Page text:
HomeMercedes-BenzThe Mercedes-Benz Vision Van and the Future of Supply Chain Logistics
September 16, 2016
The Mercedes-Benz Vision Van and the Future of Supply Chain Logistics
Corporate supply chain logistics might not seem interesting to most, but it has been and will continue to be a testing grounds for alternative transportation ideas like electric/hybrid drive, automation, and vehicle sharing. If long haul shipping businesses can save some cash with more efficient diesel engines or air dynamic side spoilers, they will make the investment more quickly than the average joe. This is why the Mercedes-Benz Vision Van could present a realistic opportunity to see how some next-gen ideas, especially automated electric transit, could be implemented in the very near future.
Mercedes-Benz Vans launches future initiative adVANce to expand its growth strategy and develop new business models
Investments of approximately 500 million euros over the next five years for digitalisation, automation and robotics in vans as well as innovative mobility solutions
New organisational unit within the start-up scene in Stuttgart, Berlin and Silicon Valley – approximately 200 employees already work on numerous projects
Close cooperation with start-ups, including first strategic investments – among others in Matternet
All-electric “Vision Van” van study with a range of up to 270 km, fully automated cargo space and integrated drones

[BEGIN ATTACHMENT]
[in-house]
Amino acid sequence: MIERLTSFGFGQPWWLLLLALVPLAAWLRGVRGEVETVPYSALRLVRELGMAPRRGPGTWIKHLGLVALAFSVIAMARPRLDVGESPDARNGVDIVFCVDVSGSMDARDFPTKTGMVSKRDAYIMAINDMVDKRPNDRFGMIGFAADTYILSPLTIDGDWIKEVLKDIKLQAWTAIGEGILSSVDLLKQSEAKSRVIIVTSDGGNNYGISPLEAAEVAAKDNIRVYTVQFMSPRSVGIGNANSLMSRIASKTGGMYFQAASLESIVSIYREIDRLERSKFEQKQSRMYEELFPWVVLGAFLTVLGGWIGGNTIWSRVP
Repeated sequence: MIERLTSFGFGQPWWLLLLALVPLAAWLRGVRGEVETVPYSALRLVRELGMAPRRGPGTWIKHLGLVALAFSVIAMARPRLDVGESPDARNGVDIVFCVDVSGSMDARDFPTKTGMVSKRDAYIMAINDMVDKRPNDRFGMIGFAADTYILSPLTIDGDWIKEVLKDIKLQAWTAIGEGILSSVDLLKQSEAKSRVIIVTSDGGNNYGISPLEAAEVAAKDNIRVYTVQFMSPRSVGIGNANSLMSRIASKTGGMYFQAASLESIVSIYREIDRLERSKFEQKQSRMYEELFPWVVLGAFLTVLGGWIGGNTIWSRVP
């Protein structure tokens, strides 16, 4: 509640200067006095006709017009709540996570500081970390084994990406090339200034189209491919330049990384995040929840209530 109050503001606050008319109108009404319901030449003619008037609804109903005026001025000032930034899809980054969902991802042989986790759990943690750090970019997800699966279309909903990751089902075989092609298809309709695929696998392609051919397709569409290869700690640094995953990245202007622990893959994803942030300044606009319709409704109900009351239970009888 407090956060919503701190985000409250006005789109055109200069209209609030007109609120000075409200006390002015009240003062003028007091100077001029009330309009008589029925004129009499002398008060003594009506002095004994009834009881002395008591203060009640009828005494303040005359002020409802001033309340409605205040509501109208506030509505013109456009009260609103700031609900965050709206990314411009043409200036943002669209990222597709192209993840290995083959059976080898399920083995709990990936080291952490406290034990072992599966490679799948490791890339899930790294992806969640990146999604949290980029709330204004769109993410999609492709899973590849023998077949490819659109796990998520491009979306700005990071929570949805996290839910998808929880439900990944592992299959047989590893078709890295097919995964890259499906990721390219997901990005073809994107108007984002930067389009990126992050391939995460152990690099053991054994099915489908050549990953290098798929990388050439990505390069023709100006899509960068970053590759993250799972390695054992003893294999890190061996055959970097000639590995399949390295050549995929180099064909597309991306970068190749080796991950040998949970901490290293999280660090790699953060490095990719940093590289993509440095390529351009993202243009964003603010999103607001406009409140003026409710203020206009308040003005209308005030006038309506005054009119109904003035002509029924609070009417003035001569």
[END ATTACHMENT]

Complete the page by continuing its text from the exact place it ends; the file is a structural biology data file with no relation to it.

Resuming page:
The fleet emission average for delivery vans, trucks and big rigs is 10.17 kg CO2 per gallon of diesel consumed. Delivery vans and trucks average about 7.8 mpg (or 1.3 kg of CO2 per mile) while big rigs average about 5.3 mpg (or 1.92 kg of CO2 per mile). –NCEP
Transit trucks, which make multiple stops and are frequently left in idle by the drivers, would benefit greatly from automation and electrification. Diesel engines spew tons of particulate matter into localized urban areas. The problems are especially exacerbated by urban city blocks, which trap pollutants in avenues and streets. Electric trucks would nullify this problem by transferring the pollution to power plants which, hopefully, will continue to become more clean in the future. Electric trucks in urban areas would make full use of regenerative braking and eliminate the idling problem.
So while most are intrigued by 0-60 mph of the next electric supercar, corporate delivery trucks could demonstrate a new, fascinating approach to modern transportation. This new way of thinking could open the doors to mainstream drive automation, more efficient ride sharing applications, driver-less taxi services, and other beneficial transportation ideas that could never have been fathomed 20 years ago.